The arrival of the DRS

It has improved decision-making, but also brought acrimony and confusion

Sambit Bal

Play 05:33

Few changes in playing regulations have been as contentious, as long-drawn and morally unsettling, and have affected the game so profoundly and fundamentally as the introduction of the Decision Review System.

At the level of faith, it marked the overturning of one of cricket's founding principles: the umpire's decision was no longer final. Tangibly, it empowered aggrieved players to seek justice; howlers were mostly eliminated in matches where technology was used; and though the process removed the absoluteness of an umpire's decision, it eased pressure on the umpires, who no longer had to bear the cross of a decisive error.

But no matter how much less acrimonious cricket has been on account of the DRS, it remains a work in progress. Ironically, though its roots lay in the indignation of the Indian team that found itself at the wrong end of many umpiring errors during the ill-tempered Sydney Test in 2008, the first victim of DRS was an Indian, and it turned out later that the ball-tracking technology might not have been applied correctly. In adjudging Virender Sehwag lbw upon review, Virtual Eye, or the person using the system, missed one crucial element: it showed Sehwag being pinned on the back leg, whereas the ball had, in fact, deflected off the front pad.

The Sri Lankans were far smarter in using the review system and it became apparent quickly that the DRS would be used as much as a tactical tool by teams as it would to overturn obvious errors. The Indian team returned unconvinced and the BCCI remained an implacable opponent of the DRS until 2016, when changes in leadership, both on and off the field, promoted a rethink and the DRS finally became universally accepted.

But many questions remain: The technology is not foolproof. It still involves a significant degree of human interpretation. Availability of the technology isn't uniform (the recent World Cup qualifier in Zimbabwe was played without the DRS and it cost Scotland dearly). The technology is provided and controlled by the home broadcaster, not the ICC, for all bilateral series. Limiting the number of reviews (without which every decision will be challenged, leading to massive delays) means it provides justice for some but not all. And the element of umpire's call makes luck a factor.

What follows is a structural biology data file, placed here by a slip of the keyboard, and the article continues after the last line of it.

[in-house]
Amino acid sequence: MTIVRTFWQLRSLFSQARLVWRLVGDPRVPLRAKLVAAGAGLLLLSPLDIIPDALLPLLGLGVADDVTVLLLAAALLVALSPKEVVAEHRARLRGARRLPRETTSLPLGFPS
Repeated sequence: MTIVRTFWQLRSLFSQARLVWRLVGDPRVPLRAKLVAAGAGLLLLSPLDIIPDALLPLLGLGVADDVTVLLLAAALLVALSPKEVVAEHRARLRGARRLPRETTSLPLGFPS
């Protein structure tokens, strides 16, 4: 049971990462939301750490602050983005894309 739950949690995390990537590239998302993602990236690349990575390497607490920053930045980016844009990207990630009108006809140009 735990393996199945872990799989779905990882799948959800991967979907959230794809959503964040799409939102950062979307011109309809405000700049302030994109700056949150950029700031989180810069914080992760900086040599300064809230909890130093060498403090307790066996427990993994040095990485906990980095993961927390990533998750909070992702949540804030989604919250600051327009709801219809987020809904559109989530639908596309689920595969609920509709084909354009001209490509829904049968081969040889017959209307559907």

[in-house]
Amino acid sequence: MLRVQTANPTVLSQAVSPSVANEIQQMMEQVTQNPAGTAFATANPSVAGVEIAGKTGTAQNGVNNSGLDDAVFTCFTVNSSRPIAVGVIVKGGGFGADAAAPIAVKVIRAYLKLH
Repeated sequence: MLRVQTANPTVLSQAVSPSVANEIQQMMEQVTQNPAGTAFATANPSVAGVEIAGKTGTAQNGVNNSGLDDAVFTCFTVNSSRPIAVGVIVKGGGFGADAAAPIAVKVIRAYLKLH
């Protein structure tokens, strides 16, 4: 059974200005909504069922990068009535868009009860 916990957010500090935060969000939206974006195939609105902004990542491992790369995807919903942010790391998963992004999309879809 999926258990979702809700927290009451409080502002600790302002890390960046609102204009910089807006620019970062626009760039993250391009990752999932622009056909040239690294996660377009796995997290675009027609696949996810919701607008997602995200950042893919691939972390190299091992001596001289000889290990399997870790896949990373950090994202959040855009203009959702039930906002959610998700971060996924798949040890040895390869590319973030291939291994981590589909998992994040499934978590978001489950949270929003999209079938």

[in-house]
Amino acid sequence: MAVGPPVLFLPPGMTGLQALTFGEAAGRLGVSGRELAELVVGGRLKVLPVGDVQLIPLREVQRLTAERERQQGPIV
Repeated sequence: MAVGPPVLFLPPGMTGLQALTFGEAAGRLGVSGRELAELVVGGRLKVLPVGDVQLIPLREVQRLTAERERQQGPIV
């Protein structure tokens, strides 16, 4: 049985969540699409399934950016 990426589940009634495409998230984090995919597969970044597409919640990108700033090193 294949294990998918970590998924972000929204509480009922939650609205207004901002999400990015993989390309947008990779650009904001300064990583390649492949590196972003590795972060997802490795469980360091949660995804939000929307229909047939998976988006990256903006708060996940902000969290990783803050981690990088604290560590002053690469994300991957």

T is for "take a chance to see if this decision goes our way" © Getty Images

But despite these, there is no turning the clock back. And the unintended effects have been equally game-changing. Palpably, it has encouraged umpires to hand out far more leg-before decisions on the front foot, to the benefit, in particular, of spinners. Using the pad as the first line of defence against spin is no longer routine for batsmen, because they have been denied the unwritten insurance of the benefit of doubt.

It has also changed playing styles. Kevin Pietersen was reflecting a reality when he said that from a batsman's perspective, the DRS has added a fourth stump. Spinners, especially offspinners, have honed their attack to emphasise the lbw rather than the more traditional caught-at-short-leg dismissals. Numbers tell the story. Leg-before dismissals for spinners have risen by nearly 17% after the DRS came into effect. And the number of lbw dismissals to spin per Test in the ten-year period before DRS, which was 1.69, has increased to 2.56 in the last five years. The doomsday scenario of the extinction of fingerspinners hasn't come to pass, and perhaps the DRS has done its bit.

Sambit Bal is editor-in-chief of ESPNcricinfo @sambitbal